One of our favorite workshops is the Fire and Ice in the Canadian Rockies which is held in early November of each year. We love the transition season of fall giving way to winter when the lakes and rivers are fringed with ice and the low sun fires up the sky. Peppered with snow, wildlife, icicles, and big light the Fire and Ice Workshop continually surprises us each year. Below are two favorite photos from each of our intrepid participants.
Johann Van Der Merwe
And here are a couple of photos from Alan Ernst of Aurum Lodge showing the photographers at work.
Below are the results of this year’s Glory of Autumn in the Canadian Rockies photo tour. I must say this was one crazy and zany group and I never hurt so much from laughing! Thanks to all who came and made this a memorable adventure (the group photo is at the end).
For anyone interested in next year’s event we are already halfway full and it will be an intense learning and creative experience with our new workshop format and the addition of Samantha as a co-instructor. Looking forward to it!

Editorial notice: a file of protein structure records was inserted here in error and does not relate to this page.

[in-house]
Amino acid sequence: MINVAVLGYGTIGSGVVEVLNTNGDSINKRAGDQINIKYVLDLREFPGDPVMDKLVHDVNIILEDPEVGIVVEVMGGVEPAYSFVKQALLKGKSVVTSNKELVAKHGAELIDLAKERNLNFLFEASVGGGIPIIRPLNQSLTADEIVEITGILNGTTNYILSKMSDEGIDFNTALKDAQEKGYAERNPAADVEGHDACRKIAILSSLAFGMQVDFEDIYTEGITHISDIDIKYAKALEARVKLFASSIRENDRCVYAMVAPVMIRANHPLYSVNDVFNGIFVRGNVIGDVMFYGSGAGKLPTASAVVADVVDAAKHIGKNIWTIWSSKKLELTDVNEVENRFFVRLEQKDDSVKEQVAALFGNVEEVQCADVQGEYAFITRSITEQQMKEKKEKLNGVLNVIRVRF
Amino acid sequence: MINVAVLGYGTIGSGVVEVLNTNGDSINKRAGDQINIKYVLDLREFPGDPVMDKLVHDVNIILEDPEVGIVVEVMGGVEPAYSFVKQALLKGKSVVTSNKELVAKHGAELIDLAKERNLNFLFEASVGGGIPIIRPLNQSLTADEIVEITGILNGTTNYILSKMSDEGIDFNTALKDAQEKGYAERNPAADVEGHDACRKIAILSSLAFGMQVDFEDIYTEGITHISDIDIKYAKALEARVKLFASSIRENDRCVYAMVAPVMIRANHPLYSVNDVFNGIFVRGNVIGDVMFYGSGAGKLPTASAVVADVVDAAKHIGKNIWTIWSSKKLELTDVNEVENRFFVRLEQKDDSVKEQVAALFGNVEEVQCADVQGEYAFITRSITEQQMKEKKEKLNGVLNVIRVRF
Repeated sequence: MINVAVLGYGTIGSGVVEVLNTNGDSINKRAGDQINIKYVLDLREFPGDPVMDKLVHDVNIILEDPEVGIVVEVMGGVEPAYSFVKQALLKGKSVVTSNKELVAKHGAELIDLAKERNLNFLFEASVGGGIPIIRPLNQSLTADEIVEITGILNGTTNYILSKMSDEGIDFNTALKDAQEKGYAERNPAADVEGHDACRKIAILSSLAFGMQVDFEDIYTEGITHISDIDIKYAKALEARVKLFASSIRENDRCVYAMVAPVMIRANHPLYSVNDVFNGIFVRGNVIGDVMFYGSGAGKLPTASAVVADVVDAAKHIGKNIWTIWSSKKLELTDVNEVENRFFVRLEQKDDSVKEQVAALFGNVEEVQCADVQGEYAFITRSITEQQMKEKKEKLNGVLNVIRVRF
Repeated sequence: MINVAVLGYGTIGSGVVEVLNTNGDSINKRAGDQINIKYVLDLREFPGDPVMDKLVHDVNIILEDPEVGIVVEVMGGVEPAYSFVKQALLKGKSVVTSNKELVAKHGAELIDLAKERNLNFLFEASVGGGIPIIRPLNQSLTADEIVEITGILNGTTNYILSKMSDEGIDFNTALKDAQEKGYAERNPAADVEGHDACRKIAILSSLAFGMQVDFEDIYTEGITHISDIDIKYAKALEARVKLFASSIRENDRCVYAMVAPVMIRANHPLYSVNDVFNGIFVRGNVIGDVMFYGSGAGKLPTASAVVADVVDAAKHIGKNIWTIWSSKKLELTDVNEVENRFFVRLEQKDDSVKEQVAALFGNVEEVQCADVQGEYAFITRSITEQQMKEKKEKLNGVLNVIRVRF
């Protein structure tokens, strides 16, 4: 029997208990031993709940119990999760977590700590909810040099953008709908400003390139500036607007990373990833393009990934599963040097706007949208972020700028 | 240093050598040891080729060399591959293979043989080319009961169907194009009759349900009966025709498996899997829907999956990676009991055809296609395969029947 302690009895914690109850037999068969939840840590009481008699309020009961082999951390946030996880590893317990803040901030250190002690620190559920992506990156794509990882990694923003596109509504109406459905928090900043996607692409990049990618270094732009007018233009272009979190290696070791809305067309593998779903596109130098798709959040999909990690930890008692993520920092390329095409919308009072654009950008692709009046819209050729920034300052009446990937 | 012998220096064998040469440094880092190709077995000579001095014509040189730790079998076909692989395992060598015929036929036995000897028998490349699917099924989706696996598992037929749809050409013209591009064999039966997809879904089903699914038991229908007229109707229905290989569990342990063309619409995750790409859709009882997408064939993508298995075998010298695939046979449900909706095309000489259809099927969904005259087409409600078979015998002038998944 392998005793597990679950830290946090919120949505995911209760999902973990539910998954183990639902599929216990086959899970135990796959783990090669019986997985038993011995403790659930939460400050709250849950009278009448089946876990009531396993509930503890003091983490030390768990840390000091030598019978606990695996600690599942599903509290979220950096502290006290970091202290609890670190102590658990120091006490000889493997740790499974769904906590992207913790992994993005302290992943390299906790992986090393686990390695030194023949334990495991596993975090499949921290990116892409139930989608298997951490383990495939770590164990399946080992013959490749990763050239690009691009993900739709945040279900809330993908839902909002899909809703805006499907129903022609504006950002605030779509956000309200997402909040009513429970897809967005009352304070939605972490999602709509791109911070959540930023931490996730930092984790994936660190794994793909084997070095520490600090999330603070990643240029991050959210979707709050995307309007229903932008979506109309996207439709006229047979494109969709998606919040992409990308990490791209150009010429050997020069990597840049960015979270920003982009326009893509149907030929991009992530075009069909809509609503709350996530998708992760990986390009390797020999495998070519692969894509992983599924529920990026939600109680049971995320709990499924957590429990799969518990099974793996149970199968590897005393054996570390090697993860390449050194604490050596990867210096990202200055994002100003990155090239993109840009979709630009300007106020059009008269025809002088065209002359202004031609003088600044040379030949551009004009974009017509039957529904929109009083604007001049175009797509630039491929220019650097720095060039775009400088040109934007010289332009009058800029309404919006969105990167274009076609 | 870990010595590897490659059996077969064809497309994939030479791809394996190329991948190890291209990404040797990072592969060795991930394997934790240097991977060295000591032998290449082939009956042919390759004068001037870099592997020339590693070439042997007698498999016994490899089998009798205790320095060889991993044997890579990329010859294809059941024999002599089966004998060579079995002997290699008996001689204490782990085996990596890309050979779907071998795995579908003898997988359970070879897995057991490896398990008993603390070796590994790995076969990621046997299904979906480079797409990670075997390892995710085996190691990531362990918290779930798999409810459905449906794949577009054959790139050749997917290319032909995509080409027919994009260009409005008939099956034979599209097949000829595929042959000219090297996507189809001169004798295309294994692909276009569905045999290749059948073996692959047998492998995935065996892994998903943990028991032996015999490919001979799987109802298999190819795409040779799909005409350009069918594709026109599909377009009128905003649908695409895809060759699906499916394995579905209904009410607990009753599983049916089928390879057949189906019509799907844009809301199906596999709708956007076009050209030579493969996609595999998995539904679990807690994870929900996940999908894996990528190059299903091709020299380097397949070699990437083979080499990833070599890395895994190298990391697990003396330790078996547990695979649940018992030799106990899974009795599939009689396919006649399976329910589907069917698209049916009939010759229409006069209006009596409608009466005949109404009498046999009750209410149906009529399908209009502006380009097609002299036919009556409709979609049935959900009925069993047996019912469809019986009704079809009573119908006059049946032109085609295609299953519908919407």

The Crew along with Alan and Madeleine of Aurum Lodge
I am headed out to the Canadian Rockies for a week of photographing wonderful scenery and hanging out with terrific people! Every autumn, for almost a decade, I’ve run a photo tour in the Rockies, guiding participants to the best locations given the light and weather. We’re still going to be your guides in 2014, but Glory of Autumn in the Canadian Rockies will be much more than just a trophy tour. Based on feedback we’ve had from many participants, we’ve altered the format of this event to that of a workshop — essentially, you will be getting more out of your experience in the future! So what’s new? Structured lessons on key topics, tailored assignments so you can benchmark your progress and the benefit of in-class critique are all combined with lots of field time, making these workshops unique in the area. Plus, I have a secret reason why I’m excited about these changes…Samantha is joining me in co-leading these workshops! You get the benefit of two instructors, and I get the company of my sweety. To see why we’re both pretty stoked about the Glory of Autumn workshops, check out the schedule here.